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Aggregations in Power BI Desktop

Jeroen ter Heerdt tries out aggregations in Power BI Desktop:

Aggregations bring me back to the good old SSAS Multidimensional days. The days that I invariably built the aggregations tree the wrong way around, SSAS would complain, I would scream and eventually give in.

You can imagine that I was curious but skeptical when I tried aggregations in Power BI Desktop. I was afraid of ending up in the same hate-but-need relationship that I had with SSAS multidimensional when it came to aggregations.

The good news? It is not like that. At all. Once you have aggregations working, they are great.

The not so good news? It took me longer than I am willing to admit getting them working – primarily due to data types and creation of the aggregated table. More details in this blog post.

Read on for the full story.

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Finding Your Azure Database Pricing Tier

Kenneth Fisher needs to know a server’s current pricing tier:

I ran into an interesting problem today. I needed to find out the pricing tier of an Azure SQL DB but while I have access to to the DB via SSMS I don’t have access via the Portal. So I needed something I could use via T-SQL. I did some research, and found something that said it worked but didn’t look right to me. So I asked on twitter.

Click through to see the answer.

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Sentiment Analysis with Power BI

Teo Lachev takes us through two options available for sentiment analysis with Power BI:

Cognitive Services is an Azure PaaS cloud service that supports text analytics and image recognition. It’s automatically included in Power BI Premium or Embedded capacities (make sure that AI workloads are enabled in the capacity settings). If you organization doesn’t have Power BI Premium or Embedded, you can provision Cognitive Services in Azure (requires an Azure subscription) and then write a custom Power Query function to invoke its APIs, as demonstrated by this tutorial. If you provision Cognitive Services outside Power BI Premium,  you’ll be charged per transaction. In the case of Power BI, the number of transactions equates to the number of rows in your table. So, if you refresh five times a table with 1,000 rows and calculate the sentiment polarity score for each row, you’ll be charged for 5,000 transactions.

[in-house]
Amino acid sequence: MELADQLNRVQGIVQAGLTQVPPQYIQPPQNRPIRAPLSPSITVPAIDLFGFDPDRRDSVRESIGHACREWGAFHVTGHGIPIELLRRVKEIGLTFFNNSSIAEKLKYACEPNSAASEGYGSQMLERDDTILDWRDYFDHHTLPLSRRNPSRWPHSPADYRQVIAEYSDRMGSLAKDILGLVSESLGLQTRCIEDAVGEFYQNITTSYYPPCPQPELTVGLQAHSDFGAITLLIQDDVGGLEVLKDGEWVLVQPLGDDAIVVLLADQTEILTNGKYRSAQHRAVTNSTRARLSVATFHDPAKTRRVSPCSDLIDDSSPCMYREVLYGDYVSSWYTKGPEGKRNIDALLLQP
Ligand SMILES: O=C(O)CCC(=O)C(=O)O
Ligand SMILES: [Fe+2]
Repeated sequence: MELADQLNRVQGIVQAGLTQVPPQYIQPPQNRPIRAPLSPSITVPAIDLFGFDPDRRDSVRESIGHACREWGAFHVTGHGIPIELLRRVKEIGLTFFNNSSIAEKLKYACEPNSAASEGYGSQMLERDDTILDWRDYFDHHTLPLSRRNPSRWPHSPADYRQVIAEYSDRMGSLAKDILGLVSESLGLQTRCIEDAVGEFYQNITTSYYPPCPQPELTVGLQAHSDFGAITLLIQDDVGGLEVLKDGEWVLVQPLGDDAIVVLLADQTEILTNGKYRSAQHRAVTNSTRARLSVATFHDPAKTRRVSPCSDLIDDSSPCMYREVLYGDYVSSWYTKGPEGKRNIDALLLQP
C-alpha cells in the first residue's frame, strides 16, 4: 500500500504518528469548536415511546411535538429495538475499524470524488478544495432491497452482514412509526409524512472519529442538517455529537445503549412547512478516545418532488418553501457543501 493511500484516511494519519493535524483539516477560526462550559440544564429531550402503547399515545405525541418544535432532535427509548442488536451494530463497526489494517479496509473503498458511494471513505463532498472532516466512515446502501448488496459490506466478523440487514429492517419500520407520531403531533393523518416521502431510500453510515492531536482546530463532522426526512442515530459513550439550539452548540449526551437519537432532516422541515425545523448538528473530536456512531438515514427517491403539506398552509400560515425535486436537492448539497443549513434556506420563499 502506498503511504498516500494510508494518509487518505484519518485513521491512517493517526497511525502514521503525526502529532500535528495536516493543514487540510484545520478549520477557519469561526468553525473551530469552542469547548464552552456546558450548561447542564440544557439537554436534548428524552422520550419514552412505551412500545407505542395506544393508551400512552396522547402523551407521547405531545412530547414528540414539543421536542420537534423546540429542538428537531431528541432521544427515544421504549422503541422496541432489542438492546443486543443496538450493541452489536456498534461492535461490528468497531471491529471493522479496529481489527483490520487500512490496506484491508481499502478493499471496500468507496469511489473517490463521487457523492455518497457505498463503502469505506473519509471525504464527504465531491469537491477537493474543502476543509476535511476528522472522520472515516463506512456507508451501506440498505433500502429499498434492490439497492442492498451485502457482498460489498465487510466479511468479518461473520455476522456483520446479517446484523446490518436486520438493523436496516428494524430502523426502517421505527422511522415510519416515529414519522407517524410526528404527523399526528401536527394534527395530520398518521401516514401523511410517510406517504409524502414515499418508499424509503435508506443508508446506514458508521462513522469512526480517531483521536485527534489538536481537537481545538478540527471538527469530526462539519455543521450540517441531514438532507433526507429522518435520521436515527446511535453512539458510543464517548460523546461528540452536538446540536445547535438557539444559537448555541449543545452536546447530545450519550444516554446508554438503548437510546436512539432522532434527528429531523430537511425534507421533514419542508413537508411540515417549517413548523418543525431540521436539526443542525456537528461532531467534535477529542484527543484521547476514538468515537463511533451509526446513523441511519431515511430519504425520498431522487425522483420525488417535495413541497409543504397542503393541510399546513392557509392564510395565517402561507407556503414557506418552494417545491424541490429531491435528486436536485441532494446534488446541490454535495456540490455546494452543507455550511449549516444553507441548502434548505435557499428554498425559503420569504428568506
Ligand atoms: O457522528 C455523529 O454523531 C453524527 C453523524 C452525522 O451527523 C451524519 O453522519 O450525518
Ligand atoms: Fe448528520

Read on for the full report on each option.

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Cleaning Up SQL Server Backup History

Stuart Moore has a public service announcement for us:

From looking around at some of the Issues that get logged for dbatools, it looks like people never clear out their SQL backup history from msdb. This causes slow queries and potentially misleading backup trees to be returned.

In my (not so humble) opinion you really shouldn’t let your backup history fill up with, let’s be honest, useless junk. In this post I’ll go through why I think you should be keeping way less in there than people think you should

Read on for Stuart’s thoughts on the topic.